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Sheet mulching to start new beads

 
Tim Canton
Posts: 175
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Hello all,
Planning new veggie beds...
I have used sheet mulching several times in the past with super results.  I mainly have a question about my available organic matter.  I am trying to use only matter available on my land or from close by.  The things I have are    beginning to rot hay, horse manure mixed with saw dust and some mixed with straw , leaves,  about 3 yards of some commercial mulch left by the old owner and a huge pile of wood chips.  I also have an acre and a half of woods so sticks etc are available but would need to be collected.

I have never used horse manure before because I always had easy access to llama manure but now my neighbors have horses soooo.

Any suggestions on the combination?  amounts?    I am putting down cardboard over the grass first.    Also what about the wood chips?  They are fresh.    will i have issues with nitrogen def. if I use them?  even with the manure?    If i cant use the chips  I am gonna use them to line the paths anyway so that not a big deal.


Are black walnut chips in small amounts an issue in the mix?  I have a pile with some and a pile without.


Ok so throw out any ideas or thoughts you have .  Thanks as always









 
Brenda Groth
pollinator
Posts: 4434
Location: North Central Michigan
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go to the posts on black walnut and read what will grow in beds near them, and make your decision on the walnut chips..myself I doubt if i would use them for the beds but they would be ok in paths away from the food crops.

otherwise it sounds like you have some lovely materials to build your beds from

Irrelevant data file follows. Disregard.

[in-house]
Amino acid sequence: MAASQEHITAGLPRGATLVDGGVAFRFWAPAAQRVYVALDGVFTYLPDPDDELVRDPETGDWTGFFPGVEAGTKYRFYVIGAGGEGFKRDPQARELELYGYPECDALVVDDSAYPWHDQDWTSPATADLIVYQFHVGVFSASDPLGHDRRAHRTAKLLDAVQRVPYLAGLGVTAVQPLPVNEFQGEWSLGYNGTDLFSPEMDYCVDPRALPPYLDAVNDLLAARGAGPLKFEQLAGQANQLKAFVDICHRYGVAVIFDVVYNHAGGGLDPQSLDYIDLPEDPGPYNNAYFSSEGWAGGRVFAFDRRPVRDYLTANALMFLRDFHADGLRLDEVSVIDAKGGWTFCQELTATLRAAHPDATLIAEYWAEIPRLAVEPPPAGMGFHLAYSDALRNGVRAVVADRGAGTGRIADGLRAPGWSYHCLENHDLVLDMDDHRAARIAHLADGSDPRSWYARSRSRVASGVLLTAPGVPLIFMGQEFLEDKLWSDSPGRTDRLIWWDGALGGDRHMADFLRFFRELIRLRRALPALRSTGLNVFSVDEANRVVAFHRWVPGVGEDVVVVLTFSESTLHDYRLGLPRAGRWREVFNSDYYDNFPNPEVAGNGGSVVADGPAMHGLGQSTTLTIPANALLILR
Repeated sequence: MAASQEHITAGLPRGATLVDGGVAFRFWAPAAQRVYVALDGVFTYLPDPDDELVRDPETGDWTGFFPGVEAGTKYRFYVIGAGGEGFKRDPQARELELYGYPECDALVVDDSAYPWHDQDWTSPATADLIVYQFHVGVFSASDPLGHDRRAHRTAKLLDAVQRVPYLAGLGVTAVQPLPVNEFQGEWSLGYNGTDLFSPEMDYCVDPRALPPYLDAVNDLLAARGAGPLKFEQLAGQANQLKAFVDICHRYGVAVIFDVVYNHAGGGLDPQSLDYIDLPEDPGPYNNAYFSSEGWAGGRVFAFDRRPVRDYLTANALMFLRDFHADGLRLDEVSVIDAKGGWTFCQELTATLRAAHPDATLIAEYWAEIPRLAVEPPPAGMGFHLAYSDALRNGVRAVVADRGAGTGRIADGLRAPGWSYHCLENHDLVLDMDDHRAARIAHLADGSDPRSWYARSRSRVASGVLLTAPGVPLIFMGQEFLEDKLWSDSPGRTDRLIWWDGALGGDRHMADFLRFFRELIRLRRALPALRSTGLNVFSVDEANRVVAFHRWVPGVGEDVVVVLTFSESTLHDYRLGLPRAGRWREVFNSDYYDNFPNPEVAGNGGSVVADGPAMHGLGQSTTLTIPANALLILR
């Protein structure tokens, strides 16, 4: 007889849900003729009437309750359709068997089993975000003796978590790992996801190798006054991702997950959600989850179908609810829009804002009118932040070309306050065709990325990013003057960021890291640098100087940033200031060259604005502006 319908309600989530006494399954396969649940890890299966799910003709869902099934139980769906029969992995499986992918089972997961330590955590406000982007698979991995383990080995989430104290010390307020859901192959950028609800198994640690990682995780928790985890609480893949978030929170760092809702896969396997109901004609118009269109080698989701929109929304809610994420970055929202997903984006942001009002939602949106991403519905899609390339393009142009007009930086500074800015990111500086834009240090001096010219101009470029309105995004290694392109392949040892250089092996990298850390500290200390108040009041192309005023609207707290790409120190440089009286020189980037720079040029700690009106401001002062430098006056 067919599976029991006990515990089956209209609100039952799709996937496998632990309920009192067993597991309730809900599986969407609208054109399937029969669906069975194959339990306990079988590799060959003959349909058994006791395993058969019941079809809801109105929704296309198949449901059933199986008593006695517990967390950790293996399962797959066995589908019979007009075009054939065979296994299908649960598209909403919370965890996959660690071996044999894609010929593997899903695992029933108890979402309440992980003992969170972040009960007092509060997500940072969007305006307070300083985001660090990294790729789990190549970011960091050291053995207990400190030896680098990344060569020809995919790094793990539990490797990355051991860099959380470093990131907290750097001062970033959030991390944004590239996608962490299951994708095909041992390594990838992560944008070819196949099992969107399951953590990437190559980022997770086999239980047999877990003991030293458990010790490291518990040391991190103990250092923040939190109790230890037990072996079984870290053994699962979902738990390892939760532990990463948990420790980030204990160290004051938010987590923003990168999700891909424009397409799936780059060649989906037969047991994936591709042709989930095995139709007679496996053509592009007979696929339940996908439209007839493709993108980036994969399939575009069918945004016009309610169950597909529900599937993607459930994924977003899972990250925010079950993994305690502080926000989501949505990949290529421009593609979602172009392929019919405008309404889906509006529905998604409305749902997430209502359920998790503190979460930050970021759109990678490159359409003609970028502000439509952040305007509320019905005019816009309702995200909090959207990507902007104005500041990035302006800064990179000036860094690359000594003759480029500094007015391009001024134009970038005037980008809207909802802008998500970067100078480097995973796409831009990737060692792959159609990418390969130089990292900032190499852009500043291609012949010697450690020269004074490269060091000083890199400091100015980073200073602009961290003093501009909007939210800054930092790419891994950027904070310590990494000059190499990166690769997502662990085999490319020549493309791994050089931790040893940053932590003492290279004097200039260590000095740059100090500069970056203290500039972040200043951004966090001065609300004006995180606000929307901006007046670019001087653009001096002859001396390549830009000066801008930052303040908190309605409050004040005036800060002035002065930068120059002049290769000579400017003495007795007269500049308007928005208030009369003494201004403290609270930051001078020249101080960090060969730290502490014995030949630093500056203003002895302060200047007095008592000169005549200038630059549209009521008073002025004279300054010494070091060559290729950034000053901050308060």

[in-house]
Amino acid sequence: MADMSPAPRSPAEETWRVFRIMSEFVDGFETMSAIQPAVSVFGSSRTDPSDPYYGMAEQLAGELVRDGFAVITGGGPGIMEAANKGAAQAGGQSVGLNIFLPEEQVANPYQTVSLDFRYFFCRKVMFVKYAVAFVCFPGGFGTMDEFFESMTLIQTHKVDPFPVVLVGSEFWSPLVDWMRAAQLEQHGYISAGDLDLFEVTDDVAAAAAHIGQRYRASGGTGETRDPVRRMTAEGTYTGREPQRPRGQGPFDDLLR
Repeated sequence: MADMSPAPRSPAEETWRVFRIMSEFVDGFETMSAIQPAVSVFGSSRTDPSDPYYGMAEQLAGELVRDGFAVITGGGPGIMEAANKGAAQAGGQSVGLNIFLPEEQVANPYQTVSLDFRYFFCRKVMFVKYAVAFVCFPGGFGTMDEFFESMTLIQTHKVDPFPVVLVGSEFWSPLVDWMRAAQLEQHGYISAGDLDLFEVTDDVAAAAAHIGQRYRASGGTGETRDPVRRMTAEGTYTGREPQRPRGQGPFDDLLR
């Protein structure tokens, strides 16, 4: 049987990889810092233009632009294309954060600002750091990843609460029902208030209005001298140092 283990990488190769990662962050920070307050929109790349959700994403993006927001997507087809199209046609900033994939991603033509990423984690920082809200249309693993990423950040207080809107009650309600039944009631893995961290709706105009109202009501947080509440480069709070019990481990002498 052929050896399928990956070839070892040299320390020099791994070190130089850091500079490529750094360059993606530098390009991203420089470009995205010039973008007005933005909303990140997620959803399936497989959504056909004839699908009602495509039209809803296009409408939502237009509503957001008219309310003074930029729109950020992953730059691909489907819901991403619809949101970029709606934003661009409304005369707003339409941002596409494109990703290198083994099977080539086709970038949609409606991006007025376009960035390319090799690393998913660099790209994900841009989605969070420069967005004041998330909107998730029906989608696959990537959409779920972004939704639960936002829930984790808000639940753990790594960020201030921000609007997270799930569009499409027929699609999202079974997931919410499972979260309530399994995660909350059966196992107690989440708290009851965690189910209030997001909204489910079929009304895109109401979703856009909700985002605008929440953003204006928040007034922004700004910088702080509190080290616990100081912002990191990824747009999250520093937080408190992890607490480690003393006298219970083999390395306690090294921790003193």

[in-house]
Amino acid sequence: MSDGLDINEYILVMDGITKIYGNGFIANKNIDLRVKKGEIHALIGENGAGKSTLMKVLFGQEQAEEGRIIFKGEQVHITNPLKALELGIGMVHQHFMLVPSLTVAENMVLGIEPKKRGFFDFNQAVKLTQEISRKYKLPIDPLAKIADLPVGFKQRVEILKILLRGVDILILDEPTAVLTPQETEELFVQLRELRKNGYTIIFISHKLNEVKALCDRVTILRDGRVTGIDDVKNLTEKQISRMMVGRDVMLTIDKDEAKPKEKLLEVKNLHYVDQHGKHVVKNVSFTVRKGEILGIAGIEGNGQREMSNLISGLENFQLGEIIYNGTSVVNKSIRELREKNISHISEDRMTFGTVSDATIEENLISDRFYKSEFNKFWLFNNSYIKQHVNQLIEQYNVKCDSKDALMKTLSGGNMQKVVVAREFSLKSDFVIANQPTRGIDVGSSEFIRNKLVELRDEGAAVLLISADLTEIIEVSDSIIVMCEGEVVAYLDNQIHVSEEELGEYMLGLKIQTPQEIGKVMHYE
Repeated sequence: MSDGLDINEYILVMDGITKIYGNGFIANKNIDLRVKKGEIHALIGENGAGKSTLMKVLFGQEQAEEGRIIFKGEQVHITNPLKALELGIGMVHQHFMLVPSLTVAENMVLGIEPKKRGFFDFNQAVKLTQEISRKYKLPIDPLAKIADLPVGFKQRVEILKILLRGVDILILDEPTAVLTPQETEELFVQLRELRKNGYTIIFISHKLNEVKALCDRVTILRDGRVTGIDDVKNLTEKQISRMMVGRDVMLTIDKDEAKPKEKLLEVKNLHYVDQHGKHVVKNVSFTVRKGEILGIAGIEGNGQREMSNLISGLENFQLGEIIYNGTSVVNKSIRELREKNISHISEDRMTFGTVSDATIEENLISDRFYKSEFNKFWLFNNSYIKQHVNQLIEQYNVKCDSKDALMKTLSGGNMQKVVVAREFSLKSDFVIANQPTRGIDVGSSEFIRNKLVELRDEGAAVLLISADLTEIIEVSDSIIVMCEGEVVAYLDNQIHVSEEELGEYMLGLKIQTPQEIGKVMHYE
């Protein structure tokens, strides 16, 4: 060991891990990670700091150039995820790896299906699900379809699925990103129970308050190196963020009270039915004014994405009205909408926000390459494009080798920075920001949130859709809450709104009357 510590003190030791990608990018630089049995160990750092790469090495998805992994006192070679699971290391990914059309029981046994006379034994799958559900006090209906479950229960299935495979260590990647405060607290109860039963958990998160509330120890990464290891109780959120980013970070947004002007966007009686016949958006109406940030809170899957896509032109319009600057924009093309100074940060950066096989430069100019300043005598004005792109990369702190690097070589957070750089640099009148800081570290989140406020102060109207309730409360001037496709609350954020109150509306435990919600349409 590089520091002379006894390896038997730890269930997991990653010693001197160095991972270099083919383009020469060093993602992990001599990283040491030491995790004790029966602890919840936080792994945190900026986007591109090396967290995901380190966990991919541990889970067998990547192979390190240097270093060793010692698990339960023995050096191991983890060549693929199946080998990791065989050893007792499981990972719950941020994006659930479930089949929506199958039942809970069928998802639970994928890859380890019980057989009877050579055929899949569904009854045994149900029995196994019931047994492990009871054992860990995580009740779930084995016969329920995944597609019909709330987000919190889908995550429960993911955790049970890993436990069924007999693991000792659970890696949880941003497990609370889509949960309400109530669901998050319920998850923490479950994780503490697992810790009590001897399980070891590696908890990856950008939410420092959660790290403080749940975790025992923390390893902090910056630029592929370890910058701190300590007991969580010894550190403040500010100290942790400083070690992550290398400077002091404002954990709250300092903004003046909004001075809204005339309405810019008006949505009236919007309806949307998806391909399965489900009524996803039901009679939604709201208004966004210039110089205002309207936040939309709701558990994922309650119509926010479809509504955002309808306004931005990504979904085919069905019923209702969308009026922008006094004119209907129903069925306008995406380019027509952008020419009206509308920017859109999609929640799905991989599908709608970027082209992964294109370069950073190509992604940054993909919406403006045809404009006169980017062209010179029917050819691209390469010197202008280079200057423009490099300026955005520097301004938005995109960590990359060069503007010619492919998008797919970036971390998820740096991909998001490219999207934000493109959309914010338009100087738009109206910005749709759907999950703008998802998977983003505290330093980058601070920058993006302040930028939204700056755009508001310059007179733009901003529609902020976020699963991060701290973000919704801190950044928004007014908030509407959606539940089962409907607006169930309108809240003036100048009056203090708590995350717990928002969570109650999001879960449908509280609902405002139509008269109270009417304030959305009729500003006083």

Tim Canton
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I pretty much figured i should stay away from the BW in the beds.     What do you think about the chips without the BW in the beds?   It seems like there is some mixed feelings on chips but does it mainly become if issue if they are tilled in?[sup][/sup]
 
Travis Philp
gardener
Posts: 965
Location: ZONE 5a Lindsay Ontario Canada
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I agree with using the black walnut on the paths if anywhere, though I wonder if the leachate from them will significantly affect crops in beds adjacent to the paths...

As for the sheet mulch. I've tried a few different combo's with similar materials as you're listing. I've also found that the difference between using cardboard and not, is not significant in terms of weed growth in one compared to the other. I've made beds without cardboard on top of mature switch grass, and it was about 8-10 weeks before any grass came through, and it was a small bit here and there. Easily weeded. The other benefit to not using cardboard is that you don't have to go right down to the cardboard to cut through it in order to allow seedling roots to penetrate.

Here's my combination recommendation, (leaving the cardboard out):

-start with 1-2 inches manure

-add 6-8 inches of hay and/or leaves

-add another 1-2 inches of manure (mix half and half with soil if you want to stretch your supply

-top off with 1-2 inches of the commercial mulch or more hay
 
Tim Canton
Posts: 175